NOTE- In both cases REMEMBER to hire someone that comes referred to you by someone you trust that has used that professional in the past on several occasions successfully.
Your friend always,
Your presentation at SDCIA on Tuesday was great! Thank you for sharing your insight.
I have a question. I am currently in the process of building my real estate investment biz (I am using your free starter kit to help me). My plan is to form an entity, (my atty recommnds C corp) and start acquiring 4 to 8 unit apartment buildings to build residual positive cash flow. My next phase will be to invest in Fix and Flips.
My question is; In what area should I start acquiring apartment buildings?
I currently have my eye on San Diego, Las Vegas, Pheonix, Orlando and Tampa based on research that suggests that these are strong rental markets.
Would you advise against any of these areas and are there other areas that should also consider?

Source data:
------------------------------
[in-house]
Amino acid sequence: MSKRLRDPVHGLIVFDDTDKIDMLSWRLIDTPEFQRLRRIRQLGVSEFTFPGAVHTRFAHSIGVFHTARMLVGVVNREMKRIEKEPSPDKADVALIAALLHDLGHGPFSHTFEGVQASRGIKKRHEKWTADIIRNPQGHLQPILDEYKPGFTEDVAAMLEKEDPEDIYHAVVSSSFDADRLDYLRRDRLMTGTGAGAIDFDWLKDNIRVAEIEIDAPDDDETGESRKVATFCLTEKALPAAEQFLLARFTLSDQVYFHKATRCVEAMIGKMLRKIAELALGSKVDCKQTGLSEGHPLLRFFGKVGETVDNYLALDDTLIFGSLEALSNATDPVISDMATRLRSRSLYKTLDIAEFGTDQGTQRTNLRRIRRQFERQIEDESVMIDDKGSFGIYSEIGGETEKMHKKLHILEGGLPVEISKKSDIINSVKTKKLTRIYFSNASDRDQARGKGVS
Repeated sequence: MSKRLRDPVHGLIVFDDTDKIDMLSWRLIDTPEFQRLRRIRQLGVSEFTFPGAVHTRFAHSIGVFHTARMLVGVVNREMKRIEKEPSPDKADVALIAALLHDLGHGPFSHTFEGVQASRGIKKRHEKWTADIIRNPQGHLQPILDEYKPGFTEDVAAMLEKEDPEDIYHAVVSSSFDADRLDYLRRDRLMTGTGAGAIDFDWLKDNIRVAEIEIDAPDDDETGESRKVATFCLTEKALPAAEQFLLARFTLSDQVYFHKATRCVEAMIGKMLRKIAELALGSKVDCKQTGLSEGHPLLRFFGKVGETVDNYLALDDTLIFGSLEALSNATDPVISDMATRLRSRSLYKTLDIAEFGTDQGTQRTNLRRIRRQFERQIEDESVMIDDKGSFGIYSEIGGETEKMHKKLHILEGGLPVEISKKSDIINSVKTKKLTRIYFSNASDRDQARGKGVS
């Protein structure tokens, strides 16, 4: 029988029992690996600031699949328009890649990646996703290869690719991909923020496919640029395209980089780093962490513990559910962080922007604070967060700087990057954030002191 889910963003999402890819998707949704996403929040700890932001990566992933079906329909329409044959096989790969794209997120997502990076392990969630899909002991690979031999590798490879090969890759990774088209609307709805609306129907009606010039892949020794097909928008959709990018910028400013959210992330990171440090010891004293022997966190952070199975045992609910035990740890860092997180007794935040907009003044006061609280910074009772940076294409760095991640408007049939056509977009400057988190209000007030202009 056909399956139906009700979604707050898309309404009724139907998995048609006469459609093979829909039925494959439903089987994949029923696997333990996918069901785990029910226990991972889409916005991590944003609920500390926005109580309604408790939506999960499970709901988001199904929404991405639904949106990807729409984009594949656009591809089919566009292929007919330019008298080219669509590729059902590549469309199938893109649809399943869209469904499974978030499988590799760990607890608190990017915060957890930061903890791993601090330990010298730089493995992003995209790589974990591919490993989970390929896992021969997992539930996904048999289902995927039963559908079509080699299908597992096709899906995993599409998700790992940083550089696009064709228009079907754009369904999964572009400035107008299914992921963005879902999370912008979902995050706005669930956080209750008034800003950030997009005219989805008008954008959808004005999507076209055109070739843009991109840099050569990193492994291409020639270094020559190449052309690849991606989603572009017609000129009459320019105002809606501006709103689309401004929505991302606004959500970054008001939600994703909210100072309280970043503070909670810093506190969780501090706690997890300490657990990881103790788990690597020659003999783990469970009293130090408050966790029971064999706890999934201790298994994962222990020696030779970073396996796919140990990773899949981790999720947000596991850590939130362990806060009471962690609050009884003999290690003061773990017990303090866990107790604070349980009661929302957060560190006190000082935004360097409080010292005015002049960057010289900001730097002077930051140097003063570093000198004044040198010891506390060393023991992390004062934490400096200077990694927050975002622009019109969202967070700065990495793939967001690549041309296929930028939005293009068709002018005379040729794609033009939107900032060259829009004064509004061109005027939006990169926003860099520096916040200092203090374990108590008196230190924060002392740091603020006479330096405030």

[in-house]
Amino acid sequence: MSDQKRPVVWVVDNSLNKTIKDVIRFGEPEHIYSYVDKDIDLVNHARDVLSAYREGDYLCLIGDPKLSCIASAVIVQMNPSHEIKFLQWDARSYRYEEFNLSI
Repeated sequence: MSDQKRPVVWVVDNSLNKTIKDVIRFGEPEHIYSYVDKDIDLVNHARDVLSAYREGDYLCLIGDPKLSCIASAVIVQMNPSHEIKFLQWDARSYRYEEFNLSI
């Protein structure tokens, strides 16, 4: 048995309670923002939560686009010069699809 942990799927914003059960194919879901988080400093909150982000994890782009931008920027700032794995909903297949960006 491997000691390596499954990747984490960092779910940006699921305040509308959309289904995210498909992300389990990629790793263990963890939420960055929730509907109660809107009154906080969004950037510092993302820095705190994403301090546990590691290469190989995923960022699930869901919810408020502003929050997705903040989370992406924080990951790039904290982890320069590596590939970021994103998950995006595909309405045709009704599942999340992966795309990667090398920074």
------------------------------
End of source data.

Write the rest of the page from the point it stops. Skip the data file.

Thank you in advance for your input.
Hi GT, and thank you for your question.
The fast answer is… I don’t have a clue. The obvious reason is presently I’m not investing in multi-residential income properties in those markets. Therefore, I simply have no need to know. Any “opinion” I would share would be just that, an “opinion” — hardly worth your time to hear.
Presently I’m focused on buying 1 to 4 residential properties and whenever possible I prefer them to ALL be detached single family dwellings with their own small private yard areas.
Also, since we handle our own property management, I am presently only buying within an hour drive from my office (located in the Antelope Valley), so my opinion of any of your preliminary markets is really not valid.
However, if you started completing the Free Starter Kit, then you already know the first thing you must deal with is Choosing a Target Market (and knowing it better than anyone else.)
The choosing of a specific place (or geographical location) to start buying apartments (or anything for that matter) is very strategic and unfortunately ALWAYS entirely up to YOU to decide. The reason for this should be obvious — it’s simply YOUR money, credit, time and effort.